The Possible Links Between Covid and Rheumatoid Arthritis

1) Rheumatoid arthritis is different from ordinary arthritis, isn’t it?
Yes, rheumatoid arthritis is an autoimmune disease – it’s as if your body is attacking its own cells and this causes swollen painful joints when you have the disease. You experience morning stiffness that lasts for more than an hour and you can also get nodules on particularly small joints in your hands and feet. Also, It can cause fatigue and sometimes a mild fever.

Osteoarthritis tends to appear in your hips, knees neck, back and big toes. It can often happen sometime after an injury.

2) How is arthritis diagnosed?
In rheumatoid arthritis, there are various blood tests that are performed. The ESR test looks at red blood cells checking for inflammation or the CRP test -where the C Reactive protein increases when there is an inflammatory response in the body.

Patients with either type may be sent for X-rays, ultrasounds or MRI scans.

3) So what is the current treatment?
For rheumatoid arthritis it tends to be DMARDS -these are disease-modifying drugs such as azathioprine or sulfasalazine. Your surgery will ask you to come for blood tests, sometimes monthly because these medicines can affect your blood cells and your surgery will want to monitor your kidney and liver. Anyone taking these types of medicine who develops a sore throat must seek medical attention.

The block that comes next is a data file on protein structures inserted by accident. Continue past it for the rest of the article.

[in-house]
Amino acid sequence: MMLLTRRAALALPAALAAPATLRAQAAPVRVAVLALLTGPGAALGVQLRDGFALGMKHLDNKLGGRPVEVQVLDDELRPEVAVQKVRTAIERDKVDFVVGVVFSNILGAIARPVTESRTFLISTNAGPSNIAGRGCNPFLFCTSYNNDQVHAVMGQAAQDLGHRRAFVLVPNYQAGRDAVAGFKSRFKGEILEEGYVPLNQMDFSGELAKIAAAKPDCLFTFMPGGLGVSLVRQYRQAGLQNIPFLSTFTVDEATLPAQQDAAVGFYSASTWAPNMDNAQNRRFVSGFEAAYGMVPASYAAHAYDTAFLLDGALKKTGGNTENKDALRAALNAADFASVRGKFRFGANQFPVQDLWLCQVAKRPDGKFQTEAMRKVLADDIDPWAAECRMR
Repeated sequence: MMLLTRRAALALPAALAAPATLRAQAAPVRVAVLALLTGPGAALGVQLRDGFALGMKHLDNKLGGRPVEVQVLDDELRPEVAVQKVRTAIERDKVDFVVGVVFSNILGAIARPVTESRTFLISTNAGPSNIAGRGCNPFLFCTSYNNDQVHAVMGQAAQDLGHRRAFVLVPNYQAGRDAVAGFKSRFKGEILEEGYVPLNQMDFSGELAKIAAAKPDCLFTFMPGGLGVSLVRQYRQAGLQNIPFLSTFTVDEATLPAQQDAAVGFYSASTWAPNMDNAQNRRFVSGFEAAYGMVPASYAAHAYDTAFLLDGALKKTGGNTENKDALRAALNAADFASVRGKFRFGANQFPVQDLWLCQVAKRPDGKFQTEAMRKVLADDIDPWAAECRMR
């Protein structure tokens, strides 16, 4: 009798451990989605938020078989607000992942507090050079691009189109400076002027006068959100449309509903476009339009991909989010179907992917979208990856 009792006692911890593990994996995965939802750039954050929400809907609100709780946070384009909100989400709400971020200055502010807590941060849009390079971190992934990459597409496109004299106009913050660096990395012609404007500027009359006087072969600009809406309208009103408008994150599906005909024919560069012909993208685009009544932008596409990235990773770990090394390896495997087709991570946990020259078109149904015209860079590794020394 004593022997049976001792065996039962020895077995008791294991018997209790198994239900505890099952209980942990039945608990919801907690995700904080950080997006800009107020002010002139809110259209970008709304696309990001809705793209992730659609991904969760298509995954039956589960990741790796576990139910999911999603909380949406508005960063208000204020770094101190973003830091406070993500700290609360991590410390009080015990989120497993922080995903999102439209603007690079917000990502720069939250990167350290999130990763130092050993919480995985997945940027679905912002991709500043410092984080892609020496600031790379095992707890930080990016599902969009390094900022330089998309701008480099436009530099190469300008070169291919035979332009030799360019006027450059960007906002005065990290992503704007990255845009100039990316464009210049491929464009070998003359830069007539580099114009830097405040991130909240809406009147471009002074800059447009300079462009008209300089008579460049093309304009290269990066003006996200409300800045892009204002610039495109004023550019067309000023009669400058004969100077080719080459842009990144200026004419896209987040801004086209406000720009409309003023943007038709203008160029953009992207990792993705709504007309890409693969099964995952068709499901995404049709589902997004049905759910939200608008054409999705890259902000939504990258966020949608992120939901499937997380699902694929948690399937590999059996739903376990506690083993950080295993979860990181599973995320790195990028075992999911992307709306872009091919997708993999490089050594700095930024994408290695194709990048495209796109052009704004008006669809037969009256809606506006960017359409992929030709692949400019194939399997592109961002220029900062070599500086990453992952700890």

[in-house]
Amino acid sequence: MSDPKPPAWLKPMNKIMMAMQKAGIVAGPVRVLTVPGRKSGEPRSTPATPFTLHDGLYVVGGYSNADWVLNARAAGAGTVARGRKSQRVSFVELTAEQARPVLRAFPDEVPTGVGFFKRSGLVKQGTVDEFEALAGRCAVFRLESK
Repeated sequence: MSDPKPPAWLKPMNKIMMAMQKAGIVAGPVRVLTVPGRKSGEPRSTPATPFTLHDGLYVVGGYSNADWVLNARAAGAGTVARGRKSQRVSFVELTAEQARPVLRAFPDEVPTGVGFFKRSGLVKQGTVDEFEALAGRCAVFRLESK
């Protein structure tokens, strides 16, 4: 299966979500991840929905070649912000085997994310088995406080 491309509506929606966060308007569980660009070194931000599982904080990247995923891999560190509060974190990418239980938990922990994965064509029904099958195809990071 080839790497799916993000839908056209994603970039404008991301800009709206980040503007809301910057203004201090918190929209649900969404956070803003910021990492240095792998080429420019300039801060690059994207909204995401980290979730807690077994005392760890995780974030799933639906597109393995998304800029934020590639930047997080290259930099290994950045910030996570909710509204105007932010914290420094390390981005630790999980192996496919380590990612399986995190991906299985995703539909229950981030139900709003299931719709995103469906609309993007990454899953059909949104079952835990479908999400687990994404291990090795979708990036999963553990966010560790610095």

You may also be given non-steroidal antiinflammatories such as ibuprofen or naproxen. It’s very important to take these medicines after food because of the irritation in the stomach.

Your doctor may also prescribe a PPI-omeprazole or lansoprazole at the same time to protect your stomach.

For osteoarthritis, it can be helpful to take paracetamol on a regular basis.

4) Can people buy arthritis medicine over the counter say from their pharmacy?

Yes, and this is where it’s important to get to know your pharmacist. He or she will be able to keep you right in terms of what medicine you can take particularly if you are on other medicines. Carers particularly – please don’t pick something up at the supermarket without checking with the pharmacist if it’s safe for the person to take.

For additional help on self-management, go to the National Rheumatoid Arthritis Society. Their phone number is 0800 298 7650 and they are open MONDAY to Friday.